Friday, February 3, 2012

What I owe to Rachel Brown...

Rachel Brown died yesterday. Rachel Brown of the Weaving, Spinning, and Dyeing Book, which was the first weaving book I ever owned. I devoured that book. It is literally in pieces on my book shelf. Rachel Brown of Weaving Southwest, the beautiful tapestry gallery in Taos, New Mexico. Rachel Brown, who taught and influenced many weavers and encouraged generations of weavers to keep going in a hard and often discouraging art form.

I met Rachel several times. Her work was included in several exhibits I put together, and she was one of the jurors I worked with on the third American Tapestry Biennial. I cannot claim to have known her well; she and I mostly recognized each other by the work we did. But Rachel did have a huge impact on my life and my own work.

Rachel was part of a panel discussion I once attended a number of years ago. The panel consisted of all New Mexican weavers. The moderator asked the panelists how their 'cultural heritage' influenced their work. Rachel, being the only Anglo on the panel, said that she didn't really feel like, as an Anglo American woman, she had a heritage to draw from in her work, so she allowed herself to be influenced by the rich cultures around her. For some reason, that hit me smack in the chest, like a physical blow. It actually made tears run down my face. Rachel's background was much the same as my own. But I didn't want to feel that my own cultural heritage wasn't rich enough to inspire my work. That niggled in my mind and heart for some time, and when I went home, I began to delve into old family photos; into my heritage, to search for tapestry inspiration.

What I came up with became my Heritage Series of tapestries, beginning with "Watermelon Girls," an image of my grandmother and her friends. The rest of the series can be seen here.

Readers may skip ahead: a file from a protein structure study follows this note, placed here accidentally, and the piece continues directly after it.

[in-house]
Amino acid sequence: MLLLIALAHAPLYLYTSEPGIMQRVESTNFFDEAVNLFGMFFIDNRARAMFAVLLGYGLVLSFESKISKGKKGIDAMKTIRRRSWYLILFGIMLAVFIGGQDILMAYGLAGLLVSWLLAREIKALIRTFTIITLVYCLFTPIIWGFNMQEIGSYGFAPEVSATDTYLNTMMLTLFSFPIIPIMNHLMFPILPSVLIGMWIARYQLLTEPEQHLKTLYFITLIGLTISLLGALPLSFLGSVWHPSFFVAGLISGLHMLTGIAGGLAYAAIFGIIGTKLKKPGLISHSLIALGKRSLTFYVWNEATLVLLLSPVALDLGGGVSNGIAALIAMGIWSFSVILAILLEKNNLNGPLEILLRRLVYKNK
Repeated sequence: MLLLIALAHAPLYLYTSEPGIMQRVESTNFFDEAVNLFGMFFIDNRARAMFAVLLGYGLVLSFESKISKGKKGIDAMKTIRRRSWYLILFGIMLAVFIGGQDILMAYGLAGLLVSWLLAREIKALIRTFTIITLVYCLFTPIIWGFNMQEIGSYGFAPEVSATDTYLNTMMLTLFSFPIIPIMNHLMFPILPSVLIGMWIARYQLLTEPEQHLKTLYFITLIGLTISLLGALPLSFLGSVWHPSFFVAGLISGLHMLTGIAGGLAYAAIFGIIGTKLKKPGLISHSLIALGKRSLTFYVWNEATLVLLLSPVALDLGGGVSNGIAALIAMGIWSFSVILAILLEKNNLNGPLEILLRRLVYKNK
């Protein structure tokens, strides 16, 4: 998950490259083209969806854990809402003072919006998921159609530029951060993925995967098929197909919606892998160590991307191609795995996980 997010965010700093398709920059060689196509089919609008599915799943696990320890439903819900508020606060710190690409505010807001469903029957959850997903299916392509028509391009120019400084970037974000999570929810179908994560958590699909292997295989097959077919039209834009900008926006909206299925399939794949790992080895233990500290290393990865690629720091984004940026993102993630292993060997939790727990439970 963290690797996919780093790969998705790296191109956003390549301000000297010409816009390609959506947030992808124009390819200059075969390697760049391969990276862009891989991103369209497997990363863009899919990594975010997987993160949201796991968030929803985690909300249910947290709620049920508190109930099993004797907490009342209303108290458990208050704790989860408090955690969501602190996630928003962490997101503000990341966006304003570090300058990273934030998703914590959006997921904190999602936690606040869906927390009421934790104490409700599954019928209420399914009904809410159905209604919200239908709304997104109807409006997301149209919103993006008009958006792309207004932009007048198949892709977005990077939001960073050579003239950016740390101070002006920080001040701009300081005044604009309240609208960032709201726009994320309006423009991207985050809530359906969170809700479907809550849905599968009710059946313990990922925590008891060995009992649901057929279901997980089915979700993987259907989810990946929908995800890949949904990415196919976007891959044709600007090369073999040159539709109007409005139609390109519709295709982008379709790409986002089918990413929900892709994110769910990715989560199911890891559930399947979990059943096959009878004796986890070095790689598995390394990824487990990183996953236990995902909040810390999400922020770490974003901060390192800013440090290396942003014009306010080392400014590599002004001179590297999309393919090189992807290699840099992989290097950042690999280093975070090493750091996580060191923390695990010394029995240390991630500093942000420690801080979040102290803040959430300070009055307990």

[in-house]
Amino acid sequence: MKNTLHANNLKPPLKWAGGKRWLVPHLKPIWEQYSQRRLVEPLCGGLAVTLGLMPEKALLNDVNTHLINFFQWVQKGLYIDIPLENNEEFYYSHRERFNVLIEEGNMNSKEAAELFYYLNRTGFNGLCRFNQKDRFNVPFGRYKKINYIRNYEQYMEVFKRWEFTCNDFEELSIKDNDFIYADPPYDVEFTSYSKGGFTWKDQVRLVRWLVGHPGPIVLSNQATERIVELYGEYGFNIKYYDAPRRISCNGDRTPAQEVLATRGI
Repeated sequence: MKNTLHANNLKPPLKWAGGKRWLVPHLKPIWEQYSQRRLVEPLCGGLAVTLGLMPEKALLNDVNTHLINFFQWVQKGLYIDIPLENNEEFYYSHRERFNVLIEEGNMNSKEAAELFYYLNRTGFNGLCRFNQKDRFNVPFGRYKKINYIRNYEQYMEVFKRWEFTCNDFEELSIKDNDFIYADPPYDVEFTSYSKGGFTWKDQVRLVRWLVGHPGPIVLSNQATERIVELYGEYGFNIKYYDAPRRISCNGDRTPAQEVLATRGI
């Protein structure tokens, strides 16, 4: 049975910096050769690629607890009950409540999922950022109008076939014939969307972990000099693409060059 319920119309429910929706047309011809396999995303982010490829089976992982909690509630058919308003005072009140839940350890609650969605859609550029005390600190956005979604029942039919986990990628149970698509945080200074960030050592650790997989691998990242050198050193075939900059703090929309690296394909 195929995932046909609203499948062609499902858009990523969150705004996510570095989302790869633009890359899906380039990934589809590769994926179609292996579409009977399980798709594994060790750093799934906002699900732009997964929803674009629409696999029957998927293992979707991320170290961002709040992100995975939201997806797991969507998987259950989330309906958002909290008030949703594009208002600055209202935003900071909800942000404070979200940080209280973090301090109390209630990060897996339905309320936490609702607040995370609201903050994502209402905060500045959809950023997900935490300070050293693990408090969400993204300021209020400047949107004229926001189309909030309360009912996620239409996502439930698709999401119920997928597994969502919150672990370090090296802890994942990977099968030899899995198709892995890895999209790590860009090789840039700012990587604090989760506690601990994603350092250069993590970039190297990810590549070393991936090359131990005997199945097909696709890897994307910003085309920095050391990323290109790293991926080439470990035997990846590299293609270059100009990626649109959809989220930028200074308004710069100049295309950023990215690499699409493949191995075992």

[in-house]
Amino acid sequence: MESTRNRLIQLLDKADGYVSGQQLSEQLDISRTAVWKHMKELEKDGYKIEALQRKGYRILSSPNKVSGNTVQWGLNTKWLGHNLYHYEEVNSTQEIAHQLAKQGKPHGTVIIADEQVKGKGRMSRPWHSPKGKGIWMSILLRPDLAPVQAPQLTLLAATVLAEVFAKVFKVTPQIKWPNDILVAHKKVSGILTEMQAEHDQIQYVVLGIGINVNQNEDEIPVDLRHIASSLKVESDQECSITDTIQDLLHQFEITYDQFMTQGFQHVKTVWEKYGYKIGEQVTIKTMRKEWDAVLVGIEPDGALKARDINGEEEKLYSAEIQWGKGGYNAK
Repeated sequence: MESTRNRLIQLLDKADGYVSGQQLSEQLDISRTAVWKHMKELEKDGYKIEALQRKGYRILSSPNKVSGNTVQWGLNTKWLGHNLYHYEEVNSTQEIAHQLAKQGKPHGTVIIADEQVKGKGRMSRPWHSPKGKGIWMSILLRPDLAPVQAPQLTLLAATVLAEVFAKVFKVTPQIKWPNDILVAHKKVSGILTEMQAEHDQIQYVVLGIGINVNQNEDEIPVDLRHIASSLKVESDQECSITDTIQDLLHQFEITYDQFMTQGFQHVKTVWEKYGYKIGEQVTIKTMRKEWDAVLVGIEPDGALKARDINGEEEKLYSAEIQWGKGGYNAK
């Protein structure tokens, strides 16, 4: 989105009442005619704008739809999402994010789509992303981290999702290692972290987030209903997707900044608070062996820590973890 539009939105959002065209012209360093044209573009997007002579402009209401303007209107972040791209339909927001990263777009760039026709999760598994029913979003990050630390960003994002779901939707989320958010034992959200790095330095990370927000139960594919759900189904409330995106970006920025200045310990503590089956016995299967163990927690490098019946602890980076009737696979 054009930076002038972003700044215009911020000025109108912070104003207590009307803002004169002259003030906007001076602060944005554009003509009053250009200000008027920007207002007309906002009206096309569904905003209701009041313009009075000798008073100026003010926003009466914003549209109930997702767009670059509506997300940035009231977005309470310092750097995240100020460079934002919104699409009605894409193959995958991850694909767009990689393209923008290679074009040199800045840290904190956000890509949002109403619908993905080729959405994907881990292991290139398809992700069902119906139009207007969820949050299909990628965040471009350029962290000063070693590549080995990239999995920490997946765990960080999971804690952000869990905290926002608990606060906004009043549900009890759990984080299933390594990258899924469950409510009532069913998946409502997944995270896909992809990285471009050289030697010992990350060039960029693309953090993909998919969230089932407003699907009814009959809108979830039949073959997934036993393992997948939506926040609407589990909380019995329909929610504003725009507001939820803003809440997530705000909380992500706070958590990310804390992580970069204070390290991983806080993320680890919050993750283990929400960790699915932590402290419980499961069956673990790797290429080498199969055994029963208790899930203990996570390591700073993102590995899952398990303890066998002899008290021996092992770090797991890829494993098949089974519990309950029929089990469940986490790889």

I always say that the series, which includes five tapestries so far, is not a finished series. I have one more piece in my mind and heart, and many more potential pieces I would like to weave. All of the tapestries come from my family history; that of a middle class Anglo family of German ancestry living in America's heartland. What has amazed me about these tapestries is that every time I exhibit them, and especially when I had the opportunity to exhibit them all together, people tell me that I have woven their own lives, their own stories. That, to me, is a cultural heritage.

I always think of Rachel when I think of these tapestries. If I had not been hit so hard by her admission that she didn't feel her heritage was rich enough to weave, these tapestries would probably never have been woven. Rachel wove wonderful tapestries. Her  'borrowing' from the cultures around her was greatly enhanced by her own vision in her work. I believe who she was truly shows in her own work, and many weavers have bits of Rachel Brown in their weavings. She created a heritage that will live on in her work. I believe that is the mark of a true artist; to take what you can from where you are and to make it your own.

I will always be grateful to Rachel for sending me in the direction, even though unintentionally, that took me to my own heritage, and to the creation of the resulting Heritage Tapestries. Thank you, Rachel Brown.

1 comment:

Rebecca Mezoff said...

Thank you Kathy. It is true that Rachel has left little pieces of herself in many of us. Wonderful post.